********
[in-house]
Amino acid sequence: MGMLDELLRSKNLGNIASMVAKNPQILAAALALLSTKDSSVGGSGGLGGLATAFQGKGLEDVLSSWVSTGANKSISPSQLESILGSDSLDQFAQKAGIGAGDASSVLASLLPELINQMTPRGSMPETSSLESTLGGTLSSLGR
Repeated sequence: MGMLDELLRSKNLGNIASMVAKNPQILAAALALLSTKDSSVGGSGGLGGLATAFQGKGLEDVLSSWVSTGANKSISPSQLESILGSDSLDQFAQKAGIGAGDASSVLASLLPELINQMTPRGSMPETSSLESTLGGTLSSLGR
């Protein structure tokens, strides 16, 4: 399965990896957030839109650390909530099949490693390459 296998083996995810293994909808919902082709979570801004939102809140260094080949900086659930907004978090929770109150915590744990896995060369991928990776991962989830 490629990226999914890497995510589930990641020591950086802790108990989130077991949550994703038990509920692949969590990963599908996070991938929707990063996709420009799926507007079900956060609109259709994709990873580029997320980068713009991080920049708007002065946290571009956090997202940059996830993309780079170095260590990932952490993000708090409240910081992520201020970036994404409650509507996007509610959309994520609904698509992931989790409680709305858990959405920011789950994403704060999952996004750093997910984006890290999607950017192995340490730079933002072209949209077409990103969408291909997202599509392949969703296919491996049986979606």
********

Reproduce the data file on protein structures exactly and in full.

[in-house]
Amino acid sequence: MGMLDELLRSKNLGNIASMVAKNPQILAAALALLSTKDSSVGGSGGLGGLATAFQGKGLEDVLSSWVSTGANKSISPSQLESILGSDSLDQFAQKAGIGAGDASSVLASLLPELINQMTPRGSMPETSSLESTLGGTLSSLGR
Repeated sequence: MGMLDELLRSKNLGNIASMVAKNPQILAAALALLSTKDSSVGGSGGLGGLATAFQGKGLEDVLSSWVSTGANKSISPSQLESILGSDSLDQFAQKAGIGAGDASSVLASLLPELINQMTPRGSMPETSSLESTLGGTLSSLGR
């Protein structure tokens, strides 16, 4: 399965990896957030839109650390909530099949490693390459 296998083996995810293994909808919902082709979570801004939102809140260094080949900086659930907004978090929770109150915590744990896995060369991928990776991962989830 490629990226999914890497995510589930990641020591950086802790108990989130077991949550994703038990509920692949969590990963599908996070991938929707990063996709420009799926507007079900956060609109259709994709990873580029997320980068713009991080920049708007002065946290571009956090997202940059996830993309780079170095260590990932952490993000708090409240910081992520201020970036994404409650509507996007509610959309994520609904698509992931989790409680709305858990959405920011789950994403704060999952996004750093997910984006890290999607950017192995340490730079933002072209949209077409990103969408291909997202599509392949969703296919491996049986979606």